States’ Fiscal Conditions Are Getting Shakier

Published March 1, 2008

Though most states experienced strong revenue growth during the past fiscal year, expected revenue declines and spending pressures could leave many states in worse financial condition this fiscal year.

That’s one of the findings in the annual “Fiscal Survey of States” conducted by the National Governors Association (NGA) and National Association of State Budget Officers (NASBO). The survey results were released in December.

“NGA and NASBO found that while most states experienced healthy revenue growth during fiscal 2007, some states already have seen significant deterioration of their fiscal conditions and expect revenue and expenditure growth to slow significantly in fiscal 2008,” the groups said in a joint statement.

Spending Surge

State spending in fiscal 2007, which ended June 30 in most states, rose 9.3 percent, above the 30-year average rate of 6.4 percent and more than triple the rate of inflation, according to the survey.

“The high rate of growth [in 2007] is the result of states using surpluses realized in recent years to provide tax cuts and bolster spending on programs that experienced significant budget cuts in the last fiscal downturn,” the report states.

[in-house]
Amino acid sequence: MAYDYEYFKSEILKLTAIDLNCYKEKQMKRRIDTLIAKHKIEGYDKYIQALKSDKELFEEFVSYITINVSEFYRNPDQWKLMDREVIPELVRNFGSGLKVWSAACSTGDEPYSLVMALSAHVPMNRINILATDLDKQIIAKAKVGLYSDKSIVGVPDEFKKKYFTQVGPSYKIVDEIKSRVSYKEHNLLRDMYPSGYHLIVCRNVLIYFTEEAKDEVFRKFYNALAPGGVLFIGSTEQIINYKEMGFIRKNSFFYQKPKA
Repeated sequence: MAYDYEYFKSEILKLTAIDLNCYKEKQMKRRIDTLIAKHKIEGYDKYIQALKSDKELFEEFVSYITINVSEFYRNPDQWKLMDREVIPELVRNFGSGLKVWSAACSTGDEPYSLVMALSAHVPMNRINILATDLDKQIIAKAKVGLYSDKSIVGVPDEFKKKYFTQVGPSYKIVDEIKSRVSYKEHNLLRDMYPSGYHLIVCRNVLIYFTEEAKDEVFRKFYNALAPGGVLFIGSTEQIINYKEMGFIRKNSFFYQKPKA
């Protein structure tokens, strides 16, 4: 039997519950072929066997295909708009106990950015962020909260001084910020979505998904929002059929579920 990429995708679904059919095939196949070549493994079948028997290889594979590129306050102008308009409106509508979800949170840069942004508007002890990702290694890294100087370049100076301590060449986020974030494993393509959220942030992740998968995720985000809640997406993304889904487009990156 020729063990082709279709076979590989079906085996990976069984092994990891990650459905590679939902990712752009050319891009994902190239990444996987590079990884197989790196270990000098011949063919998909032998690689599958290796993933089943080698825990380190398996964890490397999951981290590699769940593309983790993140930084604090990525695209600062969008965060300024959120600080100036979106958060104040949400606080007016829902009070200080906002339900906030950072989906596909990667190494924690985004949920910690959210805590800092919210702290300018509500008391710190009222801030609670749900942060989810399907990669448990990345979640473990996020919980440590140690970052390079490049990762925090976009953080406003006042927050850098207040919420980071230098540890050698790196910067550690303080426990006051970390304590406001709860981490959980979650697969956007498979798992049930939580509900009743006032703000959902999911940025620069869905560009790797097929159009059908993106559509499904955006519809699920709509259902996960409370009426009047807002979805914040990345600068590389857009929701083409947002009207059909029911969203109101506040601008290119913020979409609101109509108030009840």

Growing costs for Medicaid, government employee pensions, and infrastructure maintenance and repair will put the most pressure on state budgets this year, according to the report.

Medicaid Pressures

Medicaid is supposed to provide health insurance to poor persons, but many states allow individuals earning far more than the poverty level to qualify. Even with the federal government providing about half the funding for Medicaid, the program is a heavy burden for most states. The report notes Medicaid typically makes up 22 percent of a state’s budget.

The weakening housing market is also expected to have an impact, according to NGA and NASBO, “both directly from lower sales tax revenues and indirectly as local governments struggle with declining property values and decreasing property tax revenues.”

Steve Stanek

For more information …

“Fiscal Survey of States”: